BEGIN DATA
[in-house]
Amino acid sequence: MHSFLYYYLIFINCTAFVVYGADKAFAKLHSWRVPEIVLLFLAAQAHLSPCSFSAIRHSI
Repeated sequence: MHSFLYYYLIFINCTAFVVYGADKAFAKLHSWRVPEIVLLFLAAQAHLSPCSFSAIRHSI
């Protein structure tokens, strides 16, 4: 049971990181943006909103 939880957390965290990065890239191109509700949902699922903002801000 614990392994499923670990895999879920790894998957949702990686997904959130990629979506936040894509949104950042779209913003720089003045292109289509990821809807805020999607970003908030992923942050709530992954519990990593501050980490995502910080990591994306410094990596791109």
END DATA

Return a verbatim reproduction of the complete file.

[in-house]
Amino acid sequence: MHSFLYYYLIFINCTAFVVYGADKAFAKLHSWRVPEIVLLFLAAQAHLSPCSFSAIRHSI
Repeated sequence: MHSFLYYYLIFINCTAFVVYGADKAFAKLHSWRVPEIVLLFLAAQAHLSPCSFSAIRHSI
């Protein structure tokens, strides 16, 4: 049971990181943006909103 939880957390965290990065890239191109509700949902699922903002801000 614990392994499923670990895999879920790894998957949702990686997904959130990629979506936040894509949104950042779209913003720089003045292109289509990821809807805020999607970003908030992923942050709530992954519990990593501050980490995502910080990591994306410094990596791109």